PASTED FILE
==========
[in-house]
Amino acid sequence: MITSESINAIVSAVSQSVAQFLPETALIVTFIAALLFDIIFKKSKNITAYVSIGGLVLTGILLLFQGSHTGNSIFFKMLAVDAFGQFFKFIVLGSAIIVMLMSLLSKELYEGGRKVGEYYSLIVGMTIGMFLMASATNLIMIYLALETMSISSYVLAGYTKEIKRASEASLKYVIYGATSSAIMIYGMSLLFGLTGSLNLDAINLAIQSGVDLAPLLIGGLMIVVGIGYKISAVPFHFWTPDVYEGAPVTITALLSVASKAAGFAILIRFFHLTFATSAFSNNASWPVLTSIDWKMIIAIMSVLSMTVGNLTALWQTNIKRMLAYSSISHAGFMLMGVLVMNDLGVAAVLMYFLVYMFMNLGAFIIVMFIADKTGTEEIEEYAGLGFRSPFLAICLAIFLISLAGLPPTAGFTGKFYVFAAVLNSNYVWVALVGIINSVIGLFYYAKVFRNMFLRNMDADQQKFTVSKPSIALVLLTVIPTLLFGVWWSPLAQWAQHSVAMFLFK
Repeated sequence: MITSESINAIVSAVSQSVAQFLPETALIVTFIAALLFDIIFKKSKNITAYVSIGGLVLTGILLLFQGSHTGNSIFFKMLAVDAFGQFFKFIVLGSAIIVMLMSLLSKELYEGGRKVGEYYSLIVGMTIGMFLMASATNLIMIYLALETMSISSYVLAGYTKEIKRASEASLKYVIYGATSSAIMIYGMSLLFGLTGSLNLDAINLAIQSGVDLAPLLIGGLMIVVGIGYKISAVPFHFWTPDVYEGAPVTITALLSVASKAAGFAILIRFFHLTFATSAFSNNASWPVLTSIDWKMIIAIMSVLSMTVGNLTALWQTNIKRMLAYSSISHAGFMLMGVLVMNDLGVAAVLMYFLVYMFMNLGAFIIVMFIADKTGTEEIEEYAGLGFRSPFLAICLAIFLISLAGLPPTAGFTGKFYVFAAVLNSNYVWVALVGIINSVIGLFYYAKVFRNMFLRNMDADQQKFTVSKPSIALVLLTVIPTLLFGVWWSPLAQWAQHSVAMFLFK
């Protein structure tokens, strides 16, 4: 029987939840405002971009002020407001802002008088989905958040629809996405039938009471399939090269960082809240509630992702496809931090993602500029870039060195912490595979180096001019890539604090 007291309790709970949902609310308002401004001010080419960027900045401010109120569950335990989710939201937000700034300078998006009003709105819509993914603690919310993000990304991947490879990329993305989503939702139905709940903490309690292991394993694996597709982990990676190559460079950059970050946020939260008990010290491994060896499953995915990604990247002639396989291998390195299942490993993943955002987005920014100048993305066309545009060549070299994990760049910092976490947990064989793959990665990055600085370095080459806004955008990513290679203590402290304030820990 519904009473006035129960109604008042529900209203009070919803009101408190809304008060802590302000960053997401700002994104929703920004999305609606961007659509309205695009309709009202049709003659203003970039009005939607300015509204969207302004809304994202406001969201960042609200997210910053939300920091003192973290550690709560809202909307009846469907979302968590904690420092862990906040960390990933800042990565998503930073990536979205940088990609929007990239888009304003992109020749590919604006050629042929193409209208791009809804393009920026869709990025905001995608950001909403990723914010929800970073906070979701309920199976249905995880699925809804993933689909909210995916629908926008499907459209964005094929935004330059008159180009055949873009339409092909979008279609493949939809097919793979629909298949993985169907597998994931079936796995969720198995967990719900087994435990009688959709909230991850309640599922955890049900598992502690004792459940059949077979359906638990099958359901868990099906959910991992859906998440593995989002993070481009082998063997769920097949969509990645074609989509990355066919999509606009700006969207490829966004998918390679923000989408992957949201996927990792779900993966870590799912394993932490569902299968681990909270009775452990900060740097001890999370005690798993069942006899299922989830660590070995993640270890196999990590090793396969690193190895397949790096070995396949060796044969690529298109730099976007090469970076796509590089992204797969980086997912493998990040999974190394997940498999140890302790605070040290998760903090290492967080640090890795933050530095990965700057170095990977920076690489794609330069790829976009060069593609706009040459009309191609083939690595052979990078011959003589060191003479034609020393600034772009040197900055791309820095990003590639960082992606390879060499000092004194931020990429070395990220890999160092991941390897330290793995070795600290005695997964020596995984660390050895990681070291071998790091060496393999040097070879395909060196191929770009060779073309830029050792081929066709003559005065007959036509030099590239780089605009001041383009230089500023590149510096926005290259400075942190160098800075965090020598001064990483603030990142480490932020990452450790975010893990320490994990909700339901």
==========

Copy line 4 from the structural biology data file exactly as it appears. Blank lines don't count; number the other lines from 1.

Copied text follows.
């Protein structure tokens, strides 16, 4: 029987939840405002971009002020407001802002008088989905958040629809996405039938009471399939090269960082809240509630992702496809931090993602500029870039060195912490595979180096001019890539604090 007291309790709970949902609310308002401004001010080419960027900045401010109120569950335990989710939201937000700034300078998006009003709105819509993914603690919310993000990304991947490879990329993305989503939702139905709940903490309690292991394993694996597709982990990676190559460079950059970050946020939260008990010290491994060896499953995915990604990247002639396989291998390195299942490993993943955002987005920014100048993305066309545009060549070299994990760049910092976490947990064989793959990665990055600085370095080459806004955008990513290679203590402290304030820990 519904009473006035129960109604008042529900209203009070919803009101408190809304008060802590302000960053997401700002994104929703920004999305609606961007659509309205695009309709009202049709003659203003970039009005939607300015509204969207302004809304994202406001969201960042609200997210910053939300920091003192973290550690709560809202909307009846469907979302968590904690420092862990906040960390990933800042990565998503930073990536979205940088990609929007990239888009304003992109020749590919604006050629042929193409209208791009809804393009920026869709990025905001995608950001909403990723914010929800970073906070979701309920199976249905995880699925809804993933689909909210995916629908926008499907459209964005094929935004330059008159180009055949873009339409092909979008279609493949939809097919793979629909298949993985169907597998994931079936796995969720198995967990719900087994435990009688959709909230991850309640599922955890049900598992502690004792459940059949077979359906638990099958359901868990099906959910991992859906998440593995989002993070481009082998063997769920097949969509990645074609989509990355066919999509606009700006969207490829966004998918390679923000989408992957949201996927990792779900993966870590799912394993932490569902299968681990909270009775452990900060740097001890999370005690798993069942006899299922989830660590070995993640270890196999990590090793396969690193190895397949790096070995396949060796044969690529298109730099976007090469970076796509590089992204797969980086997912493998990040999974190394997940498999140890302790605070040290998760903090290492967080640090890795933050530095990965700057170095990977920076690489794609330069790829976009060069593609706009040459009309191609083939690595052979990078011959003589060191003479034609020393600034772009040197900055791309820095990003590639960082992606390879060499000092004194931020990429070395990220890999160092991941390897330290793995070795600290005695997964020596995984660390050895990681070291071998790091060496393999040097070879395909060196191929770009060779073309830029050792081929066709003559005065007959036509030099590239780089605009001041383009230089500023590149510096926005290259400075942190160098800075965090020598001064990483603030990142480490932020990452450790975010893990320490994990909700339901």